Diplomats meeting in Vienna in a bid to save a 2015 nuclear deal between Iran and world powers made progress but it was “not enough” to stop Tehran scaling back compliance with the accord, according to the Iranian deputy foreign minister.
Officials from the deal’s remaining signatories – China, Russia, the United Kingdom, France, Germany and Iran – held talks in the Austrian capital on Friday after Tehran warned that it would soon breach a limit on the amount of enriched uranium set out in the agreement.
“It was a step forward, but it is still not enough and not meeting Iran’s expectations,” Iran’s Deputy Foreign Minister Abbas Araqchi told reporters. “I don’t think the progress made today will be enough to stop our process but the decision will be made in Tehran.”
The meeting took place amid growing concern that the deal could collapse, a year after the United States unilaterally withdrew from the accord, which limits Iran’s nuclear activity in exchange for relief from sanctions.
After pulling out, the US reimposed sanctions on Iran and called for Iranian oil exports to be reduced to zero as part of a “maximum pressure” campaign against Tehran, which has dramatically reduced Iran’s oil exports.
The remaining signatories to the deal want Iran to remain within its limits but Tehran says they have not offered sufficient incentives.
In addition to the stockpile limit, Iran has said that in early July it will start to enrich uranium above the 3.67 percent cap agreed in the deal.
Al Jazeera’s Dorsa Jabbari, reporting from Tehran, said the progress at the talks was unlikely to be enough for the Iranians to remain within the limits set out in the deal.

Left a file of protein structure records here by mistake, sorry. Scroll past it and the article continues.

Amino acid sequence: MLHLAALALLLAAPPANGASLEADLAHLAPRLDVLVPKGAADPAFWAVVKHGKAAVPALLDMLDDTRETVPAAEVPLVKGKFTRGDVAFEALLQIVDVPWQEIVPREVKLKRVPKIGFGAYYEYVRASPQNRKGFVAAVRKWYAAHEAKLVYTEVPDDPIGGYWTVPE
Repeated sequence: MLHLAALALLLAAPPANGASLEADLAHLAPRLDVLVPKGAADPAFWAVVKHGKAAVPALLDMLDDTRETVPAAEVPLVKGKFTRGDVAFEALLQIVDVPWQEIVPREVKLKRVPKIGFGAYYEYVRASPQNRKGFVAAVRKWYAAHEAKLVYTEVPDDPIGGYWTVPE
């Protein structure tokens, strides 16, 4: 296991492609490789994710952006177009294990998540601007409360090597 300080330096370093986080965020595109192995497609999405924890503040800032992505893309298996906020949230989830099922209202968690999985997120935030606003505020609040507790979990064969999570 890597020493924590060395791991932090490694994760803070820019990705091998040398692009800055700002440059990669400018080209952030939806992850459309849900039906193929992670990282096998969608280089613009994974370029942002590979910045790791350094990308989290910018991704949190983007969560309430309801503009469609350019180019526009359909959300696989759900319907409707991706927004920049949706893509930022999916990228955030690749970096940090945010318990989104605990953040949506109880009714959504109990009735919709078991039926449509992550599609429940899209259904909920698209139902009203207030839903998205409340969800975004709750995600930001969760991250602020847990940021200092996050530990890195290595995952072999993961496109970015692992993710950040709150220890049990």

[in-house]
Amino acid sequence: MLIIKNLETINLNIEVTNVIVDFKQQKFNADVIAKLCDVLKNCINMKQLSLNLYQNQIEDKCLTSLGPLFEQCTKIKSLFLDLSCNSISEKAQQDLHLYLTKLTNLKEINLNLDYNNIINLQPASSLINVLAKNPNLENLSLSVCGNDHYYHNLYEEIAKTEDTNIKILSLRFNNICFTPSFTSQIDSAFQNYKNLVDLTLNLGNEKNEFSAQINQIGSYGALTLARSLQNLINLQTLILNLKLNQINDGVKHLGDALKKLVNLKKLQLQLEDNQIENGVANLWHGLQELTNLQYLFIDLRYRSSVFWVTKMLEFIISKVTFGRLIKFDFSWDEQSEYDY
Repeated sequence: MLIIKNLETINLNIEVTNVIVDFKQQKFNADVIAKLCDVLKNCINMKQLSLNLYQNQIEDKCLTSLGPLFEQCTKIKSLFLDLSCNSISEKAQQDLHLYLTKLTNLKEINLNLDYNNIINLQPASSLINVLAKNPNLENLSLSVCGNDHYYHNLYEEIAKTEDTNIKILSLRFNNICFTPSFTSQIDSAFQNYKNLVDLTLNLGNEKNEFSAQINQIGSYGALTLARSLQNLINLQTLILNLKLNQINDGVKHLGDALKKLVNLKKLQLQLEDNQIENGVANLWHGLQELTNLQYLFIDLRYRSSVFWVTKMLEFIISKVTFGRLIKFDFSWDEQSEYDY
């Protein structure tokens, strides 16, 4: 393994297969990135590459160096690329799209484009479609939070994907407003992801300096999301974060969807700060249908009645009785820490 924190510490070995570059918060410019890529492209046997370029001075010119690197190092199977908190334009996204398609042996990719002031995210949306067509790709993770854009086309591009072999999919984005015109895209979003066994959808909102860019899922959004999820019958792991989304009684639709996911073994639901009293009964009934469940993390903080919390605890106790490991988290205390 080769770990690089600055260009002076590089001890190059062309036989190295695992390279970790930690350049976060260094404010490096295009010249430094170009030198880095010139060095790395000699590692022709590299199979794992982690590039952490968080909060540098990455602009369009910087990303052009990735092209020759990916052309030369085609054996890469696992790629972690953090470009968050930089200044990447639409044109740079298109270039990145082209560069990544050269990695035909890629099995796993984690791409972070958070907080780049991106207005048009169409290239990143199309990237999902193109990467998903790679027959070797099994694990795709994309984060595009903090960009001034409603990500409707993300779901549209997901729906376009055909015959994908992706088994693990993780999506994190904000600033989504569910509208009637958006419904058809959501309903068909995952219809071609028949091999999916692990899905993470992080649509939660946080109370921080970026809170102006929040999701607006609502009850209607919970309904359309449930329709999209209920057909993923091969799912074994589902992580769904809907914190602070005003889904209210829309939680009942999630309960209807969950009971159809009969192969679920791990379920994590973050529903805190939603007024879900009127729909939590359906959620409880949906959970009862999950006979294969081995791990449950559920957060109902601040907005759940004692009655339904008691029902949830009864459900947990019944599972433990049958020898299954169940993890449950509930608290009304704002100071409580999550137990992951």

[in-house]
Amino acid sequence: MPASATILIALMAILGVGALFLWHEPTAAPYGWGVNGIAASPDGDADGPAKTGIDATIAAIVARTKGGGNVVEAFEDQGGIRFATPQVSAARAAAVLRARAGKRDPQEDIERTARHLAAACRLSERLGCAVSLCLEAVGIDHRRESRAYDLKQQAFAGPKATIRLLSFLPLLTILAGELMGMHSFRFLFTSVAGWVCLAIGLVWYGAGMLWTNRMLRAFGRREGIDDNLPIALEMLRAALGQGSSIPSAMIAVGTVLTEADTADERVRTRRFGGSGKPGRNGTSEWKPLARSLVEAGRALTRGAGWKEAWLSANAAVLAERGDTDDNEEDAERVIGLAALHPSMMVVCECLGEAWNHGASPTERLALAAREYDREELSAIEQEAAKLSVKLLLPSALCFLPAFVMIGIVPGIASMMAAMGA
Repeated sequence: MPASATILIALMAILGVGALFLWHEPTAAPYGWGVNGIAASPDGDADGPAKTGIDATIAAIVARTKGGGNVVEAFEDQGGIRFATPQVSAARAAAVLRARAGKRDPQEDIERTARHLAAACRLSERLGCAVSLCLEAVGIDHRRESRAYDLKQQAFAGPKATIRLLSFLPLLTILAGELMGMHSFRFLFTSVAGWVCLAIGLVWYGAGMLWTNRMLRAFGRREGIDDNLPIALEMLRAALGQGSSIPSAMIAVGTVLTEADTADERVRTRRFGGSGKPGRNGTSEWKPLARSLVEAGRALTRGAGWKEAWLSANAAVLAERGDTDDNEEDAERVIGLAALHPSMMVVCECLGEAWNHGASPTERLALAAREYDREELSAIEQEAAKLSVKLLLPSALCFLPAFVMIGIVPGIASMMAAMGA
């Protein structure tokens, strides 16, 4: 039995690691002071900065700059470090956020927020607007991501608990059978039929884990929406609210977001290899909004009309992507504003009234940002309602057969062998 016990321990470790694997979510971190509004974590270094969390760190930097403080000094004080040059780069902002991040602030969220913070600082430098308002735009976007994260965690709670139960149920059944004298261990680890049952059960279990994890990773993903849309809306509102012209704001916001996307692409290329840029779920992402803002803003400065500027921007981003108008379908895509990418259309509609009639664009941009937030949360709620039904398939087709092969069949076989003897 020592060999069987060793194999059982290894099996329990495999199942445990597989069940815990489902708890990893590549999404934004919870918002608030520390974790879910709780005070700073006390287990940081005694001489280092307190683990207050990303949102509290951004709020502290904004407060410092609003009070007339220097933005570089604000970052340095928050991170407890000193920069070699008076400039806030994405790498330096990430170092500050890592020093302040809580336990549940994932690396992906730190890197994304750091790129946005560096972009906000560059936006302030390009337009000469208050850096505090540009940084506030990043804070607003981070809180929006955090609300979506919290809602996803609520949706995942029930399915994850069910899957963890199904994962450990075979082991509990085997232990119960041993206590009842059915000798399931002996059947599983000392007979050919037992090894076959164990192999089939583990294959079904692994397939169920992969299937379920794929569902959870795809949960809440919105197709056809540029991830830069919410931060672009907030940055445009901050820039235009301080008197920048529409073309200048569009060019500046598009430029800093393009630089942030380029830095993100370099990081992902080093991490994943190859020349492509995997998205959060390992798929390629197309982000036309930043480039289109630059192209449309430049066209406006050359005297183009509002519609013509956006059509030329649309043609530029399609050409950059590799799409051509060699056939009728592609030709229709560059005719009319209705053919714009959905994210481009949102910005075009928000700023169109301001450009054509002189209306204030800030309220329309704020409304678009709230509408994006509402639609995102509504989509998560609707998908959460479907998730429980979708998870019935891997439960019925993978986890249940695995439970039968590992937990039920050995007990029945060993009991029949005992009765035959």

“What happens next is up to the leadership here to decide. We know that they are going to go ahead with scaling back their commitment,” she said. “In the next few days, we’ll see how far the Iranians go.”
Araqchi said the Europeans told the meeting that INSTEX, a trade mechanism designed by European countries to bypass US sanctions on Tehran, had been made operational, with some transactions already processed, but that it would need to expand in order to satisfy Iran.
“For INSTEX to be useful for Iran, Europeans need to buy oil or consider credit lines for this mechanism otherwise INSTEX is not like they or us expect,” he said.
Oil exports are a key source of revenue for Iran.
The payment system, which would act as a middleman in trade between Iran and European companies and reduce the need for direct transactions, had been widened to include more countries beyond the UK, France and Germany, he said.
European countries said the scheme was operating.
“INSTEX now operational, first transactions being processed and more EU Members States to join,” Helga Schmid, senior EU diplomat, said on Twitter.
Reporting from Vienna, Al Jazeera’s Dominic Kane said the meeting appeared to be broadly positive but cautioned that the world powers did not send high-level delegations to the talks.
“This meeting had been presented by the Iranian side as perhaps the last chance to reach a conclusion,” he said. “Iran sent its deputy foreign minister here but the other parties did not send senior foreign ministers to attend, so the ball is in the other parties’ court.”
Foreign ministers from Iran and the five remaining signatories would meet “very soon”, Araqchi said.
China rejects US sanctions
Meanwhile, China’s delegate at the talks, Fu Cong, said Beijing would continue to import Iranian oil despite Washington’s sanctions on Tehran.
“We reject the unilateral imposition of sanctions,” he said. “For us, energy security is important and the importation of Iranian oil is important to Chinese energy security and also the livelihood of the people.”
He added that the meeting was “conducive to easing tensions in the region”, referring to sabre-rattling between Washington and Tehran in the Gulf.
Concern about a possible confrontation in the region escalated sharply last week when Iran shot down a US unmanned drone, which Tehran said was in its airspace. The US said it was downed in international airspace. US President Donald Trump ordered retaliatory attacks on Iran but later cancelled them, saying they would not have been proportional.
It was the latest in a series of escalatory events in the Gulf region in recent weeks, including alleged attacks on tankers which the US has blamed on Iran, despite Tehran’s denials.